People's Democracy

(Weekly Organ of the Communist Party of India (Marxist)


No. 08

February 21, 2010

Bank Employees Federation Holds Women�s Convention


S V Venugopalan


ON January 31, the Indian Bank Employees Federation (IBEF), affiliated to the Bank Employees Federation of India (BEFI) organised its first all-India convention of women employees working in various branches of the Indian Bank, a public sector concern. Having successfully taken place at Chennai, the convention also formed a women�s subcommittee to organise the work among the Indian Bank�s female employees.

Lady employees of the Indian Bank from different parts of the country, numbering about 100, made their way to the capital city of Tamilnadu with all enthusiasm to meet in this all-India forum and share their feelings, experiences and expectations, and returned from there with renewed determination. The day long proceedings of the convention commenced at around 10 30 a m, with IBEF Central Committee member Santhilatha Majumdar hoisting the BEFI�s red flag amid inspiring slogans. Then followed floral tributes to late Comrade Naresh Pal, a legendary leader of bank employees movement, at the venue named after him.

IBEF president K Krishnan presided over the convention. He urged for all round involvement of women employees in the trade union movement and impressed upon the women employees to meet the challenges in the workplace boldy. G Gopal, deputy general secretary of the federation, made a short introductory speech and welcomed the gathering.

Girija, joint secretary of the South Zone Insurance Employees Association (affiliated to the fraternal All India Insurance Employees Association) delivered a special address on the overt and covert manifestations of the second rate treatment women are receiving in society and the role of progressive movements in fighting for gender equality and gender justice.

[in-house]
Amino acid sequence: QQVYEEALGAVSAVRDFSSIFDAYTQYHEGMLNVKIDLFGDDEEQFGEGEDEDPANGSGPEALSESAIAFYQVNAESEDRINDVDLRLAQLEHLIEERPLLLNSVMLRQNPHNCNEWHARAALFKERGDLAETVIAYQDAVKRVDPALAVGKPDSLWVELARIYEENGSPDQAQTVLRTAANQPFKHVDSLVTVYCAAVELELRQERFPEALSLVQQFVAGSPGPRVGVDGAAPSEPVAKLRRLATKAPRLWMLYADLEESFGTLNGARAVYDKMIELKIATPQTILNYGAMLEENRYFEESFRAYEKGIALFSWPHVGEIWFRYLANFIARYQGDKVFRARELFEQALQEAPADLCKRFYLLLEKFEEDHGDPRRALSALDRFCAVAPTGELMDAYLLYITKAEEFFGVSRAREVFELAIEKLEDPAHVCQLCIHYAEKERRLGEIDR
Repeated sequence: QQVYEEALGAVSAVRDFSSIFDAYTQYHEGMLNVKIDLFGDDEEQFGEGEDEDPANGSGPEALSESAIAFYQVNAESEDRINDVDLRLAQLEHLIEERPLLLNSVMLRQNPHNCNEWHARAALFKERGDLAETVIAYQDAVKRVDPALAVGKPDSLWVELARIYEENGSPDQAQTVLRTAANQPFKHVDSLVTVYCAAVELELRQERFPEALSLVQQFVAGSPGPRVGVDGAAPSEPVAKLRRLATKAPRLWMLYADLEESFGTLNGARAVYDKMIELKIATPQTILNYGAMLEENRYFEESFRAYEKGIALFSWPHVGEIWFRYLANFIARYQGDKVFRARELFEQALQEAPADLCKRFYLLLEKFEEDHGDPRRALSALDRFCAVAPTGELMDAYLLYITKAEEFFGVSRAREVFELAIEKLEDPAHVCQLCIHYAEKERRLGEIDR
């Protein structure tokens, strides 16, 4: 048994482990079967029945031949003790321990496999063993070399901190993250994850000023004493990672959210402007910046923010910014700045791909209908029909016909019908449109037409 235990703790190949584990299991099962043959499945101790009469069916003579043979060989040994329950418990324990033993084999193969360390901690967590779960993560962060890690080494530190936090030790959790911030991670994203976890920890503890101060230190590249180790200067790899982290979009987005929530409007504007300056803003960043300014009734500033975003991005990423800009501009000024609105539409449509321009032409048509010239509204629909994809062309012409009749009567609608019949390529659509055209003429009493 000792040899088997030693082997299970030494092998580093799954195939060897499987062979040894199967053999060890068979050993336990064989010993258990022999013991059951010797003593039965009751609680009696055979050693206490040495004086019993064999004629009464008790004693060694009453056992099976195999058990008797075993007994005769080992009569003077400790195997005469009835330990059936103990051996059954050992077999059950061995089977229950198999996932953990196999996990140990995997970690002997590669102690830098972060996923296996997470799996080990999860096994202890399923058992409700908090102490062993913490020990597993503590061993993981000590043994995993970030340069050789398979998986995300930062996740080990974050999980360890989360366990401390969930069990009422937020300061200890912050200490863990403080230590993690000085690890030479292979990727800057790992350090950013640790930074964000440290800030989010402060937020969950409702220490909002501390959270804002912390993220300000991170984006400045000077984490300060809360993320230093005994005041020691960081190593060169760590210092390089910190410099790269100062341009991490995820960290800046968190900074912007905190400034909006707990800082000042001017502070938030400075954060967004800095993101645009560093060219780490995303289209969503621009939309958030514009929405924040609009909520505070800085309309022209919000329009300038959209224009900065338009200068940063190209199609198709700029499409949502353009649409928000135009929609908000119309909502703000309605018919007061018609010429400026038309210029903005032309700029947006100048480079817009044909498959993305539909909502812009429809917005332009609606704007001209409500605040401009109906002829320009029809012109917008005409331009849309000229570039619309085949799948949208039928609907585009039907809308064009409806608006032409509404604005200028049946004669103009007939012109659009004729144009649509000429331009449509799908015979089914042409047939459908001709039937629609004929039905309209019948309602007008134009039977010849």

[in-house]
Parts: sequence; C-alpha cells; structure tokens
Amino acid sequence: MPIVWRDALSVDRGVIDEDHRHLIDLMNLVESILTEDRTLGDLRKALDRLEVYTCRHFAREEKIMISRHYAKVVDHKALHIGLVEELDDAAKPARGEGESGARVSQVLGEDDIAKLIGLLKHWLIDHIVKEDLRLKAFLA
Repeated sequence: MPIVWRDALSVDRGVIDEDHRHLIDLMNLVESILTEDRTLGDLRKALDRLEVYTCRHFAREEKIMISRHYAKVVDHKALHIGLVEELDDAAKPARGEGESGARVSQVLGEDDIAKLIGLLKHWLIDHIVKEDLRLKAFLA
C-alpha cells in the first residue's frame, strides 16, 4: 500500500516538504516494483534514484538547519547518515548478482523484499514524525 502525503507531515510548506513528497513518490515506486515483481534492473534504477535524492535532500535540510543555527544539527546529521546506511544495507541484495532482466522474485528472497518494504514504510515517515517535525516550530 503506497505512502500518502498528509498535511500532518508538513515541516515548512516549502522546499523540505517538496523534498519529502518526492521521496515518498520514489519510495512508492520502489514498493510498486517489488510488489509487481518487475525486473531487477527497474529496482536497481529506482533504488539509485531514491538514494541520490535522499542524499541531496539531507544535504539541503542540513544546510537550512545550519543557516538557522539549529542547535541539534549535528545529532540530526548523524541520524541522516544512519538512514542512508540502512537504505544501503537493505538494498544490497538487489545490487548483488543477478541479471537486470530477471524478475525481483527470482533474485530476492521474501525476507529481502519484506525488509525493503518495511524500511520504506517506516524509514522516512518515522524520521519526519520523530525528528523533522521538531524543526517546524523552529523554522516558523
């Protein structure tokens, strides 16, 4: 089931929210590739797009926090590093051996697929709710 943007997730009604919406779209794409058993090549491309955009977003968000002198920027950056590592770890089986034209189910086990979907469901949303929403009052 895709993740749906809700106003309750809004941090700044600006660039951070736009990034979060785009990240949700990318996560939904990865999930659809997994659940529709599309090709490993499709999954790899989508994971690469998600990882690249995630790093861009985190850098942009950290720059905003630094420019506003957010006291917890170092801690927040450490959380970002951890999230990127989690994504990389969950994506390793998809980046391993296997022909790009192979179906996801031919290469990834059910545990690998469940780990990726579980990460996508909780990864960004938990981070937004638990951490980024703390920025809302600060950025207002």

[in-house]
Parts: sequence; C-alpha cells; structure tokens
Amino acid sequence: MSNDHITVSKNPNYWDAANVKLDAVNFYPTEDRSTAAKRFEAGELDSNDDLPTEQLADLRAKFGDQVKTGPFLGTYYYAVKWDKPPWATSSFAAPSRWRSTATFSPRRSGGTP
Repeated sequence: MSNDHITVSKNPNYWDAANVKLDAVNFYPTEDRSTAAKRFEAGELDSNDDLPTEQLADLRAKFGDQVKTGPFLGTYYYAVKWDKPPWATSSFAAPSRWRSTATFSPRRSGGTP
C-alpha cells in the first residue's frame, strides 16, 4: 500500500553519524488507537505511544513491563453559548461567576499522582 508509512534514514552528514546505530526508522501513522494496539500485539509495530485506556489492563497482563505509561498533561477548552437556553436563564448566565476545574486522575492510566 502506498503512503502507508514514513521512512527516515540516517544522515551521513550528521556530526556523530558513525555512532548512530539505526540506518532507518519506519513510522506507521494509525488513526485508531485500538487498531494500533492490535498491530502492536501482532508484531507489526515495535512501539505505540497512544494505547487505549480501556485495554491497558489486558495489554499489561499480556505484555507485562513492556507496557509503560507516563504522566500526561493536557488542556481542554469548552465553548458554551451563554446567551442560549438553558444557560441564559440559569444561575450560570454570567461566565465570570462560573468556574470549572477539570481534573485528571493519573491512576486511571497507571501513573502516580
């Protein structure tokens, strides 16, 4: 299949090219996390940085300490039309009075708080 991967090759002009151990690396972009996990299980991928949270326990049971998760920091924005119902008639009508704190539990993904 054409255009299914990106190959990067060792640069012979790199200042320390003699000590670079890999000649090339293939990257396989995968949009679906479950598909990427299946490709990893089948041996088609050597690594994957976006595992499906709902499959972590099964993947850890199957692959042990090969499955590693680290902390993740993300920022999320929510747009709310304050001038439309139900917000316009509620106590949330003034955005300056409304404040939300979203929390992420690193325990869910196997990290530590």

Quoting in detail from the visual advertisements, television programmes and the general media depictions, Girija brought out the common preference for male child and differential treatment meted out to the girl children in our society. She wondered what is the rationale that only a son could take on with the legacy of the family name, which is cited for favoured choice for a male child, and stated that a daughter could carry on with the family name equally well. A girl is brought up with care and concern to evolve her as a suitable daughter-in-law in future whereas a boy�s upbringing has no such special conditional ties.

Girija lambasted the media�s slander against working women and called for instant and spontaneous protests against such writings in journals. Pointing to the more severe impact of the neo-liberal policies and financial crisis on women, she appealed to the delegates to study and follow the socio-political and economic developments.

Explaining the gradual improvements made by women in the LIC employees movement over a period of time under the leadership of All India Insurance Employees Association, she said she felt proud that a good number of women hold key positions in its branch units as president, secretary and treasurer. The Bengaluru division�s general secretary happens to be a woman right now. The AIIEA�s frontline women activists function as office bearers of the district units of the Centre of Indian Trade Unions (CITU) in some places and head the district units of All India Working Women Coordination Committee, too, in some parts of the country.